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ABC 2011: How to Help Young Employees Succeed

Rob Bishop and Barry Klein have taken some flak lately for writing about the shortcomings of employees between the ages of 18 and 30. So it may have come as a surprise to attendees of the Athletic Business Conference in Orlando, Fla., on Thursday morning that the co-owners of Elevations Health Club in Scotrun, Pa., really do want to see workers between the ages of 18 and 30 succeed.

"We're not ogres," Bishop said during a 90-minute session titled "Your Young Trainers Are Brilliant - For People Who Know Nothing." "We're just trying to give them the skills they need to succeed at our company."

"In fact, nothing makes us happier than watching our young staff members develop," Klein added, after feeling the need to "pre-apologize for what we are about to say. It is a bit odd when you paint an entire generation with one brush, and in a lot of ways, it's not fair."

Drawing on real examples from their two facilities - "We can put an actual employee's name to each of these," Klein said - the duo presented seven ways facility operators can help their young workers be more effective and (dare we say) more likable employees. "You know what you want them to do, so tell them," Klein said, adding in most cases they will welcome such solid and specific information.

1. Aspire to "aggressive friendliness." The first 10 seconds of a conversation determine the rest of that conversation's direction, so make sure employees say the right things first. Bishop and Klein suggest using the Willy Wonka approach when dealing with customers (or potential customers) for the first time: "It's wonderful to meet you."

2. Teach better communication skills. The old adage, "It's not what you say but how you say it," applies. When writing, demand that your employees use correct punctuation, spelling and grammar. Remind them that there is a difference between e-mails written for business purposes and e-mails they send to friends. If employees don't know the answer to a patron's question, they should find out and get back to that person - not shrug it off with an "I don't know." That leads to...

3. Demand accountability. Accept no excuses. If an employee arrives looking like he didn't sleep the night before because he was out celebrating his 21st birthday with friends, inform him that he should have found a replacement for his shift ahead of time. If a personal trainer is 10 minutes late for an appointment because her son's school bus was running behind, suggest she schedule appointments later if she's going to have trouble honoring previously arranged times.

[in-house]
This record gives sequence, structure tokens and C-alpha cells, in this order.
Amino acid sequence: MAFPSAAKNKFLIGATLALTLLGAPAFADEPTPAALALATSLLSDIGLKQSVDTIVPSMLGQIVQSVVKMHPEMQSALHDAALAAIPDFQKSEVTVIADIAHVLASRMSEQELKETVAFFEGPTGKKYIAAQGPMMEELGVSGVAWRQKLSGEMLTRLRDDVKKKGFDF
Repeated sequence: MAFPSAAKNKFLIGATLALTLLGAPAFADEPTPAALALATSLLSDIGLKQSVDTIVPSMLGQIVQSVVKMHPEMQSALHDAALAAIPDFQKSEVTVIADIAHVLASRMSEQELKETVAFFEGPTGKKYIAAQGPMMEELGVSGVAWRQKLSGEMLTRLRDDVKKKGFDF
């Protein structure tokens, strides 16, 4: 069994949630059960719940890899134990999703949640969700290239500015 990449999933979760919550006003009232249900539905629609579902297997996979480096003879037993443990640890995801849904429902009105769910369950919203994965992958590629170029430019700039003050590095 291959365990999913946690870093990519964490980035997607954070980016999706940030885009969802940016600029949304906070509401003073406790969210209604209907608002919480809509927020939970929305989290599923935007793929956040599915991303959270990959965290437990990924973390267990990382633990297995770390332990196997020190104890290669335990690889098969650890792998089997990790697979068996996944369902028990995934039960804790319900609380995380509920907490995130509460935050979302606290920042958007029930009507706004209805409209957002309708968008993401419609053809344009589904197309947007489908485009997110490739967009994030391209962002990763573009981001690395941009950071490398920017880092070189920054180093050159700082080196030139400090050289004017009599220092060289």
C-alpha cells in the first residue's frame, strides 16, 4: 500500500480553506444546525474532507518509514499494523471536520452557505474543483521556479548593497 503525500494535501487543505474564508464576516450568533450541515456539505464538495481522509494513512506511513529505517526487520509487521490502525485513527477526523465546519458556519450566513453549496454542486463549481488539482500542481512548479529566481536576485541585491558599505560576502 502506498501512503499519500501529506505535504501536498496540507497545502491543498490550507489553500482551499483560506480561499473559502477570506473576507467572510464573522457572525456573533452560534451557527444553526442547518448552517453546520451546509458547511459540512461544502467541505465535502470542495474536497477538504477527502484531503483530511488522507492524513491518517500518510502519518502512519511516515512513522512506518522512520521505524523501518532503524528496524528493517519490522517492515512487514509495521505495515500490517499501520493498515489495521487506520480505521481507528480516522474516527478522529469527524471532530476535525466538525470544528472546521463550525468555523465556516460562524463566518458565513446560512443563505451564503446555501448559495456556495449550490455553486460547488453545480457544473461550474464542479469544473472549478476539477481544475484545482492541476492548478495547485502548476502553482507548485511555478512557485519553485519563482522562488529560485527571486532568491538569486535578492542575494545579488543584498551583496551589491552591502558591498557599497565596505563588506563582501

4. Create self-awareness. Holding employees accountable for their actions - and forcing them to take steps to avoid repercussions of those actions - also can help them realize areas in which they may be under-performing. A 22-year-old woman's sarcasm may not seem so clever to a 44-year-old man. In fact, it's more likely to anger customers than amuse them. So call employees out on the kind of behavior that sends the wrong message to customers. Bishop explained that one employee was not even aware of what he considered her constant eye-rolling when asked to perform certain tasks on the job. He pointed it out to her, and her eyeballs now stay focused. 5. Teach responsibility. "If you find a problem, you own it," Bishop said, stressing that staff members must make efforts to fix what is broken. Some younger Elevations employees aspire to own health clubs some day. "If you're not willing to take a plunger to a toilet, you're not ready to run a club," Klein said. "I've plunged plenty of toilets, and Rob plows our parking lot in the winter."

6. Encourage everyone to be a salesperson. The actions of every employee in every department affect membership sales. Have meetings to discuss how front-desk workers should respond to pricing questions and objections, and make sure everyone can explain to a potential new customer what makes your facility tick, such as "We're a large facility with a small-town feel." There's no need to explain why they should join; simply make them want to ask more questions. Once young employees know the club's reason for existence and why they need to promote that, it will be easier to…

7. Ask them to take ownership. Explain the business reasons for doing what you do, so when a new member asks why your facility charges an enrollment fee, the 19-year-old kid behind the desk doesn't say, "Because we can." The success of the facility depends on the actions of everyone - from the part-time students looking for a summer job to the older veterans who rely on the facility's success for their livelihood. Encourage them to make their own decisions, and then help them learn from any resulting mistakes. Said Klein, "Younger people do respond well to more responsibility, so give it to them."

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